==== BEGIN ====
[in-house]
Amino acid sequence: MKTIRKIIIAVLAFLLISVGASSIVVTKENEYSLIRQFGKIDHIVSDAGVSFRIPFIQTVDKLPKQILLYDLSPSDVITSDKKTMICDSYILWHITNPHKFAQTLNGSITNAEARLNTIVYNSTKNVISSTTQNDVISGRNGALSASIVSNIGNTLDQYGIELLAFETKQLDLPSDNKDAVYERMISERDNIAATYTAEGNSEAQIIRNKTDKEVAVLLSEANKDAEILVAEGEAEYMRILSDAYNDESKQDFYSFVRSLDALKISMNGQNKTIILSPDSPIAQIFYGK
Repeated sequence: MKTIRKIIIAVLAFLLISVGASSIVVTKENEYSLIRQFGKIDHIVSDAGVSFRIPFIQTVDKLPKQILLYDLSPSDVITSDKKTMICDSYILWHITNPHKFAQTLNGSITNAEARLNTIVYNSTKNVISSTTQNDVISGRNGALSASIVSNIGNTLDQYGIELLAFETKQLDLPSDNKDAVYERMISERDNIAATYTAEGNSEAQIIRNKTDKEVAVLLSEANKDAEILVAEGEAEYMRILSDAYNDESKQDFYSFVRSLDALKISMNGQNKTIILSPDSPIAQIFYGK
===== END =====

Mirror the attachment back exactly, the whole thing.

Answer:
[in-house]
Amino acid sequence: MKTIRKIIIAVLAFLLISVGASSIVVTKENEYSLIRQFGKIDHIVSDAGVSFRIPFIQTVDKLPKQILLYDLSPSDVITSDKKTMICDSYILWHITNPHKFAQTLNGSITNAEARLNTIVYNSTKNVISSTTQNDVISGRNGALSASIVSNIGNTLDQYGIELLAFETKQLDLPSDNKDAVYERMISERDNIAATYTAEGNSEAQIIRNKTDKEVAVLLSEANKDAEILVAEGEAEYMRILSDAYNDESKQDFYSFVRSLDALKISMNGQNKTIILSPDSPIAQIFYGK
Repeated sequence: MKTIRKIIIAVLAFLLISVGASSIVVTKENEYSLIRQFGKIDHIVSDAGVSFRIPFIQTVDKLPKQILLYDLSPSDVITSDKKTMICDSYILWHITNPHKFAQTLNGSITNAEARLNTIVYNSTKNVISSTTQNDVISGRNGALSASIVSNIGNTLDQYGIELLAFETKQLDLPSDNKDAVYERMISERDNIAATYTAEGNSEAQIIRNKTDKEVAVLLSEANKDAEILVAEGEAEYMRILSDAYNDESKQDFYSFVRSLDALKISMNGQNKTIILSPDSPIAQIFYGK